Receiving a harassing call or email from a debt collector can be troubling, especially when you are not sure if the company calling isn’t a scammer. The best protection against debt collection scams is simply knowing your rights.
Follow these tips when dealing with debt collectors:
- Ask the debt collector to provide an official “validation notice” of the debt. Collectors are required by law to provide the information in writing. The notice must include the amount of the debt, name of the creditor and a statement of your rights under the Fair Debt Collection Practices Act. If the self-proclaimed collector won’t provide the information, hang up or delete the email.
- If you think a caller may be a fake, ask for the name, company, street address and telephone number. Confirm that the collection agency is real and research them online.
- Do not provide or confirm any bank account, credit card or other personal information over the phone or through email until you have verified the call.
- Do not click on links from unsolicited email or text messages.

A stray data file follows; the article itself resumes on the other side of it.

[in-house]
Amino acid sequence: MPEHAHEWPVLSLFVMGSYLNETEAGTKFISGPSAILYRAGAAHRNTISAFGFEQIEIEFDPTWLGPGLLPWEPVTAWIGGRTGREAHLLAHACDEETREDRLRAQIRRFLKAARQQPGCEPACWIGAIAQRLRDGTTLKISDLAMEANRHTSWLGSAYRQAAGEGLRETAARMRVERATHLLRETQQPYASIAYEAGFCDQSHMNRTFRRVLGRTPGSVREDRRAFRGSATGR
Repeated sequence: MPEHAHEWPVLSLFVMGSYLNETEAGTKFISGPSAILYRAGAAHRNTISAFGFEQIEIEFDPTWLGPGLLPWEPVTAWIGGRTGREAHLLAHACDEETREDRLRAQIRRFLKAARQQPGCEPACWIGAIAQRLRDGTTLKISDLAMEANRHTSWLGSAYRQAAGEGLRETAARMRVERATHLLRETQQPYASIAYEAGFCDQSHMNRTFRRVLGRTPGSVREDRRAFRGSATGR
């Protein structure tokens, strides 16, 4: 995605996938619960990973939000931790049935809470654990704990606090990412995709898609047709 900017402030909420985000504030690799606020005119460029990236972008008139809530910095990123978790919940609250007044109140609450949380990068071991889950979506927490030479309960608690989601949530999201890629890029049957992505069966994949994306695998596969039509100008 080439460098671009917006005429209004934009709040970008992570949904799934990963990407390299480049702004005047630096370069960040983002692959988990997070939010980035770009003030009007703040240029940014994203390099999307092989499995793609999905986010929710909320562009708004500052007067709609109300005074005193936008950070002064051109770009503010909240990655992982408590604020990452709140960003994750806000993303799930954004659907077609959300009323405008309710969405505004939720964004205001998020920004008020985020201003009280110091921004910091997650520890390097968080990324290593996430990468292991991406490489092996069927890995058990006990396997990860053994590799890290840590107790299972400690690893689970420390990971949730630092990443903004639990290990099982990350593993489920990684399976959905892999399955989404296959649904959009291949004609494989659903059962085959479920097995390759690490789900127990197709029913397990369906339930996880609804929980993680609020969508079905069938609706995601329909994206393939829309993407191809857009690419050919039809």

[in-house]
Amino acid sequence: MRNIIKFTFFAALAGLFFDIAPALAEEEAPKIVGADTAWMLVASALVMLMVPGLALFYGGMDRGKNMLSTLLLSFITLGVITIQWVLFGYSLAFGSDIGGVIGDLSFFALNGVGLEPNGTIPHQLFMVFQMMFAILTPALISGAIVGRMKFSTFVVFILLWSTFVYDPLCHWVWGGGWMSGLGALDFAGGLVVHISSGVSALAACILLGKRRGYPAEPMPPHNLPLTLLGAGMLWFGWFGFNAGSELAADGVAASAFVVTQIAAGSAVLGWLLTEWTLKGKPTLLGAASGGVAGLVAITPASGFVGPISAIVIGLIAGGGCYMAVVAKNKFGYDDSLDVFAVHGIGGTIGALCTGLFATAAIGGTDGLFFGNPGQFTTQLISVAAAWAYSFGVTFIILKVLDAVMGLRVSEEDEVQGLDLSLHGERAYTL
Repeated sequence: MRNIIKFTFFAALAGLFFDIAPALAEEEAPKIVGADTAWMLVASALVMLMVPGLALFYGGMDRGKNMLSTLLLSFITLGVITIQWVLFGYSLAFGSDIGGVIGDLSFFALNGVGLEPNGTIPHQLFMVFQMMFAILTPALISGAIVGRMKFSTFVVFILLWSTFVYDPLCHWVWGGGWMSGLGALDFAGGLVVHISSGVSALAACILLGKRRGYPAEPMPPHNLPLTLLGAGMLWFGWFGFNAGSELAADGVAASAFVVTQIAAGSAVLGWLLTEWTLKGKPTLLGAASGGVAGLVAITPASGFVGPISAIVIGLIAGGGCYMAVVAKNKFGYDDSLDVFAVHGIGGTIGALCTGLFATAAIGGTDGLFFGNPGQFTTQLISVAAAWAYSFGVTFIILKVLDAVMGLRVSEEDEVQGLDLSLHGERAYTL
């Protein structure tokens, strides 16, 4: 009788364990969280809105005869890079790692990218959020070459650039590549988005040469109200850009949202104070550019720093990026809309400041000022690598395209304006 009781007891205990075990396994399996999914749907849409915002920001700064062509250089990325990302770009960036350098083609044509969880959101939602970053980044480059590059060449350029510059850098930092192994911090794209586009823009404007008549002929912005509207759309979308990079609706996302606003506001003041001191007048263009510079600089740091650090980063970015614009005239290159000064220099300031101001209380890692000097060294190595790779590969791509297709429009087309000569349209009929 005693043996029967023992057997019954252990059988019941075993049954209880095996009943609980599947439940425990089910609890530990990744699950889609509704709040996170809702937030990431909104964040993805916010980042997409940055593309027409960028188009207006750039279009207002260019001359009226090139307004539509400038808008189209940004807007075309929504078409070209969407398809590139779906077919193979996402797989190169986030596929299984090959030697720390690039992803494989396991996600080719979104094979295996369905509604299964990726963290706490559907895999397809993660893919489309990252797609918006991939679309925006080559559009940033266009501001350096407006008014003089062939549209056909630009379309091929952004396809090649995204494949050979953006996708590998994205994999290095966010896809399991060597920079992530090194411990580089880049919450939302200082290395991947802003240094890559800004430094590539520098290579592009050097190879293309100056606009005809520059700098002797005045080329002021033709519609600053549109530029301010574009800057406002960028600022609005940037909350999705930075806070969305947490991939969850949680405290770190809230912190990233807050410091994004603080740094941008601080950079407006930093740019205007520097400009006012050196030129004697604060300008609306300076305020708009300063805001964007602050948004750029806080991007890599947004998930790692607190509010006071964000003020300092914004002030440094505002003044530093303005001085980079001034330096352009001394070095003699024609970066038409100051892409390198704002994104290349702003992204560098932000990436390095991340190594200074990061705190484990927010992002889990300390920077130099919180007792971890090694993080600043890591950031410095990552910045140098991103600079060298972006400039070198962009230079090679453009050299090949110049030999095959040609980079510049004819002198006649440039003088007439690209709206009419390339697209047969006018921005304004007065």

- Never send money by wire transfer or prepaid debit card to someone you don’t know or haven’t met.
- Check your credit report at annualcreditreport.com or calling (877) 322-8228. This will help determine if you have outstanding debts or if there has been suspicious activity.
- File a complaint with the Federal Trade Commission at www.ftc.gov if the caller uses threats. The Fair Debt Collection Practices Act prohibits debt collectors from being abusive, unfair or deceptive.
- Federal government agencies don’t ask people to send money for unpaid loans. If you still feel unsure, look up the official number of the agency the caller is purporting to represent. There is no legitimate reason for someone to ask you to wire money or load a rechargeable money card as a way to pay a debt. If the debt is legitimate — but you think the collector may not be — contact your creditor about the calls. Share the information you have about the suspicious calls and find out who, if anyone, the creditor has authorized to collect the debt.
To check the reliability of a company and find trustworthy businesses, visit BBB.org